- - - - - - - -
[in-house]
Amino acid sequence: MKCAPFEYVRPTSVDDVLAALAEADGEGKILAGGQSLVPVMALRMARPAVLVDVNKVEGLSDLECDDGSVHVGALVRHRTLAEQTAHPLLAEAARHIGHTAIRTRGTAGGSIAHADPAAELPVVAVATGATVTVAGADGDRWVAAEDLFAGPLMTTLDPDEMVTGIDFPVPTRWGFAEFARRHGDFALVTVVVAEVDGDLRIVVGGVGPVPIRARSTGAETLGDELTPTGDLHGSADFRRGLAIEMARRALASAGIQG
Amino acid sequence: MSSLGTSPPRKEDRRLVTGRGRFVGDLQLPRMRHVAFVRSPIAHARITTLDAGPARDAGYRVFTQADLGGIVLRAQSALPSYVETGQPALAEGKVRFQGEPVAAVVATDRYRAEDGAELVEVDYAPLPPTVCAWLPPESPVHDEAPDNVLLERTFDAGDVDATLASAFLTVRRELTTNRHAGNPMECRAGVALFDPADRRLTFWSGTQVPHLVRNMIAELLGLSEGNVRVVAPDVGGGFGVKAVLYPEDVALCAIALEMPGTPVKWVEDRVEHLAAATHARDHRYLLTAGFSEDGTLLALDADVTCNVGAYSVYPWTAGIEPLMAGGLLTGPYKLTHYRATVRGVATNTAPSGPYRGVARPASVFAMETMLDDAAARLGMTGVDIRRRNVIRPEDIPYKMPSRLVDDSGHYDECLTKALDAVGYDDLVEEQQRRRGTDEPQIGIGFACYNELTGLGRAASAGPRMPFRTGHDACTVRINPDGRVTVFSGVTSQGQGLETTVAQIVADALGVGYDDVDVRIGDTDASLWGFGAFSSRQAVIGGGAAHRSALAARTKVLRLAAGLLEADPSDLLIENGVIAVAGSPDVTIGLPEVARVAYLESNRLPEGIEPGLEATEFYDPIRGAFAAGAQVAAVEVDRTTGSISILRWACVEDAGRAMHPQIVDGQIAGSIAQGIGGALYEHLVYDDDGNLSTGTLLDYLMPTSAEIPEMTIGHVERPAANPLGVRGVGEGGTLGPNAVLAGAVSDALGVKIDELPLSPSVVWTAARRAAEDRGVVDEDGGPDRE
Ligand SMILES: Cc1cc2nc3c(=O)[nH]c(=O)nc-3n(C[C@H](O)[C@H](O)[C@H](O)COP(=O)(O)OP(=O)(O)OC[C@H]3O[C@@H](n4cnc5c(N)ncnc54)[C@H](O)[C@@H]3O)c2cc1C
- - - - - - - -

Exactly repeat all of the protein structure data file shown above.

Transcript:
[in-house]
Amino acid sequence: MKCAPFEYVRPTSVDDVLAALAEADGEGKILAGGQSLVPVMALRMARPAVLVDVNKVEGLSDLECDDGSVHVGALVRHRTLAEQTAHPLLAEAARHIGHTAIRTRGTAGGSIAHADPAAELPVVAVATGATVTVAGADGDRWVAAEDLFAGPLMTTLDPDEMVTGIDFPVPTRWGFAEFARRHGDFALVTVVVAEVDGDLRIVVGGVGPVPIRARSTGAETLGDELTPTGDLHGSADFRRGLAIEMARRALASAGIQG
Amino acid sequence: MSSLGTSPPRKEDRRLVTGRGRFVGDLQLPRMRHVAFVRSPIAHARITTLDAGPARDAGYRVFTQADLGGIVLRAQSALPSYVETGQPALAEGKVRFQGEPVAAVVATDRYRAEDGAELVEVDYAPLPPTVCAWLPPESPVHDEAPDNVLLERTFDAGDVDATLASAFLTVRRELTTNRHAGNPMECRAGVALFDPADRRLTFWSGTQVPHLVRNMIAELLGLSEGNVRVVAPDVGGGFGVKAVLYPEDVALCAIALEMPGTPVKWVEDRVEHLAAATHARDHRYLLTAGFSEDGTLLALDADVTCNVGAYSVYPWTAGIEPLMAGGLLTGPYKLTHYRATVRGVATNTAPSGPYRGVARPASVFAMETMLDDAAARLGMTGVDIRRRNVIRPEDIPYKMPSRLVDDSGHYDECLTKALDAVGYDDLVEEQQRRRGTDEPQIGIGFACYNELTGLGRAASAGPRMPFRTGHDACTVRINPDGRVTVFSGVTSQGQGLETTVAQIVADALGVGYDDVDVRIGDTDASLWGFGAFSSRQAVIGGGAAHRSALAARTKVLRLAAGLLEADPSDLLIENGVIAVAGSPDVTIGLPEVARVAYLESNRLPEGIEPGLEATEFYDPIRGAFAAGAQVAAVEVDRTTGSISILRWACVEDAGRAMHPQIVDGQIAGSIAQGIGGALYEHLVYDDDGNLSTGTLLDYLMPTSAEIPEMTIGHVERPAANPLGVRGVGEGGTLGPNAVLAGAVSDALGVKIDELPLSPSVVWTAARRAAEDRGVVDEDGGPDRE
Ligand SMILES: Cc1cc2nc3c(=O)[nH]c(=O)nc-3n(C[C@H](O)[C@H](O)[C@H](O)COP(=O)(O)OP(=O)(O)OC[C@H]3O[C@@H](n4cnc5c(N)ncnc54)[C@H](O)[C@@H]3O)c2cc1C